Brooke Davis

When I saw the coordinate plane explanation in Chapter 8, I realized that I have found a new use for coordinate graphing since high school, when I was last required to graph. Now I am no longer required to graph, but I do so for my hobby, crocheting. Right now I am in the middle of a solid color blanket for my brother. Because he is on the crew team at his high school, I am planning to crochet the two oar crew logo on top of the blanket. Once I have the final dimensions of the blanket in two space (5' x 7', I'm planning), I can choose the stitch I want to create an appropriate height on the logo. (Some stiches are raised, some are flat.) Then I need to graph the overhead view of the pattern on the blanket, so I can figure out where I need to start stitching. Someday I would like to learn to quilt, and I know that involves even more graphic planning than knitting or crocheting. (Within the quilting link, especially check out the "star garden" quilt!)

The sunflower image is a great one. I know that a lot of plant life is mathematical in form, and while the human form is not quite so regular, physiologists are very concerned with graphable dimensions. The lungs are a good example. Someone might be getting great ventilation in their lungs, but poor oxygen to blood exchange. This isn't an example of a polyhedron, but just how the graphed ratios are wrong for a particular patient is crucial to the treatment. A physician might also graph expiratory effort against muscular activity or temperature, to determine whether a patient has excercise or cold induced asthma.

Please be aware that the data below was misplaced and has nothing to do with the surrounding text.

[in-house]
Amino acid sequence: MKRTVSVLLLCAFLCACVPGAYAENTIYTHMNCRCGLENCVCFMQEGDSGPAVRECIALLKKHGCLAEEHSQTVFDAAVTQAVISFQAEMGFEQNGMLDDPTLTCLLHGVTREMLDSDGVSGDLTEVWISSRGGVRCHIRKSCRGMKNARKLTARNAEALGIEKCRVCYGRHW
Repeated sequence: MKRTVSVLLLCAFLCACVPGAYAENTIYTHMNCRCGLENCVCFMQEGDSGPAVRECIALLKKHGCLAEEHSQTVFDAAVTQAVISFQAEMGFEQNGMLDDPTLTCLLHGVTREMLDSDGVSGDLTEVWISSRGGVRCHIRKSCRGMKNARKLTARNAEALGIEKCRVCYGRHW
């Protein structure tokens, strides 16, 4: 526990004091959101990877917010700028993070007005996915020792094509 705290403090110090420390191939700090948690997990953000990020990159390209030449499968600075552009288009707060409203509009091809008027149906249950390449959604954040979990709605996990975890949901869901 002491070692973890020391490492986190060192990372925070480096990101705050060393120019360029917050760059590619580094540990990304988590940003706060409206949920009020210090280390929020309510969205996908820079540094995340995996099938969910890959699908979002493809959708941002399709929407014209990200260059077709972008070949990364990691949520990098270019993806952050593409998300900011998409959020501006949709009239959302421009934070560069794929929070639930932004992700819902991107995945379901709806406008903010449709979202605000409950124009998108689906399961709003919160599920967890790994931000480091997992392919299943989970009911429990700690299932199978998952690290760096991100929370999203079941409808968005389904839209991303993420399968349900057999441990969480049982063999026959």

I am interested in the idea of plotting astronomical data to show what path a comet will take. If it is elliptical, it will come back in a certain number of years, and if it is parabolic, it will simply hurtle away from our side of the sun. I have seen pictures where the camera was pointed at the sky and the shutter was left open for several hours. The stars clearly leave lines in a circular pattern, because of the rotation of the earth. I suppose if you measured the angle that the star had shifted, you could recalculate the rotation rate of the earth based on the time that the shutter was left open.

For an exercise, try graphing coordinates for a thing or event that is present in your life. Maybe the shape of a spiral staircase, or the time differences in several possible routes to work (plot the coordinates for turns against time: e.g., if you turn sooner than later on the x axis for your second turn, will you get to work faster?). Make sure that it is three dimenional at least. You might also want to experiment with graphing curved shapes onto flat planes.